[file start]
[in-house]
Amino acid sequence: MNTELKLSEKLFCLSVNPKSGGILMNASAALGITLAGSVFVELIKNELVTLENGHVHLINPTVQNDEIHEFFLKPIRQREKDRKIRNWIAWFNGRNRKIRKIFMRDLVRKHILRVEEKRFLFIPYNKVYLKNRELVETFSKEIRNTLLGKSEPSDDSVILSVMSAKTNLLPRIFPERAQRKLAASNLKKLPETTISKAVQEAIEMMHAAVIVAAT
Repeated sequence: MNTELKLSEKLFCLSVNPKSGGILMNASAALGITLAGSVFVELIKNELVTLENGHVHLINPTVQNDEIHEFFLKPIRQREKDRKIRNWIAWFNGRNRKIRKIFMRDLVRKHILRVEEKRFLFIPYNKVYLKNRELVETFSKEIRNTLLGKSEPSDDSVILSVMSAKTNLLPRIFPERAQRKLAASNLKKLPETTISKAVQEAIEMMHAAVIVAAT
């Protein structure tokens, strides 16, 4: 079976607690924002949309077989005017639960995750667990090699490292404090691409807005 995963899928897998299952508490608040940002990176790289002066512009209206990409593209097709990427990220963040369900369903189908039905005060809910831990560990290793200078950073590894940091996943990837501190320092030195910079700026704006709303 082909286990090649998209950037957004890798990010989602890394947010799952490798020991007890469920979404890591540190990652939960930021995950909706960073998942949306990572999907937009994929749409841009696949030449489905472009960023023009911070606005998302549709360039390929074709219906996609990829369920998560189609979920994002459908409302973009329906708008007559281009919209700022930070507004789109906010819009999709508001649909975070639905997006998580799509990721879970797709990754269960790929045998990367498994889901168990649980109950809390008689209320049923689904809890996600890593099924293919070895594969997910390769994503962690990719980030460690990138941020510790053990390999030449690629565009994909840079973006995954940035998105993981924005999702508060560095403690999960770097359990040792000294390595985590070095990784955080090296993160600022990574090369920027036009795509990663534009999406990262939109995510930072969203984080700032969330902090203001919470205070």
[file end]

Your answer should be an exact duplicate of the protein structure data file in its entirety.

[in-house]
Amino acid sequence: MNTELKLSEKLFCLSVNPKSGGILMNASAALGITLAGSVFVELIKNELVTLENGHVHLINPTVQNDEIHEFFLKPIRQREKDRKIRNWIAWFNGRNRKIRKIFMRDLVRKHILRVEEKRFLFIPYNKVYLKNRELVETFSKEIRNTLLGKSEPSDDSVILSVMSAKTNLLPRIFPERAQRKLAASNLKKLPETTISKAVQEAIEMMHAAVIVAAT
Repeated sequence: MNTELKLSEKLFCLSVNPKSGGILMNASAALGITLAGSVFVELIKNELVTLENGHVHLINPTVQNDEIHEFFLKPIRQREKDRKIRNWIAWFNGRNRKIRKIFMRDLVRKHILRVEEKRFLFIPYNKVYLKNRELVETFSKEIRNTLLGKSEPSDDSVILSVMSAKTNLLPRIFPERAQRKLAASNLKKLPETTISKAVQEAIEMMHAAVIVAAT
């Protein structure tokens, strides 16, 4: 079976607690924002949309077989005017639960995750667990090699490292404090691409807005 995963899928897998299952508490608040940002990176790289002066512009209206990409593209097709990427990220963040369900369903189908039905005060809910831990560990290793200078950073590894940091996943990837501190320092030195910079700026704006709303 082909286990090649998209950037957004890798990010989602890394947010799952490798020991007890469920979404890591540190990652939960930021995950909706960073998942949306990572999907937009994929749409841009696949030449489905472009960023023009911070606005998302549709360039390929074709219906996609990829369920998560189609979920994002459908409302973009329906708008007559281009919209700022930070507004789109906010819009999709508001649909975070639905997006998580799509990721879970797709990754269960790929045998990367498994889901168990649980109950809390008689209320049923689904809890996600890593099924293919070895594969997910390769994503962690990719980030460690990138941020510790053990390999030449690629565009994909840079973006995954940035998105993981924005999702508060560095403690999960770097359990040792000294390595985590070095990784955080090296993160600022990574090369920027036009795509990663534009999406990262939109995510930072969203984080700032969330902090203001919470205070």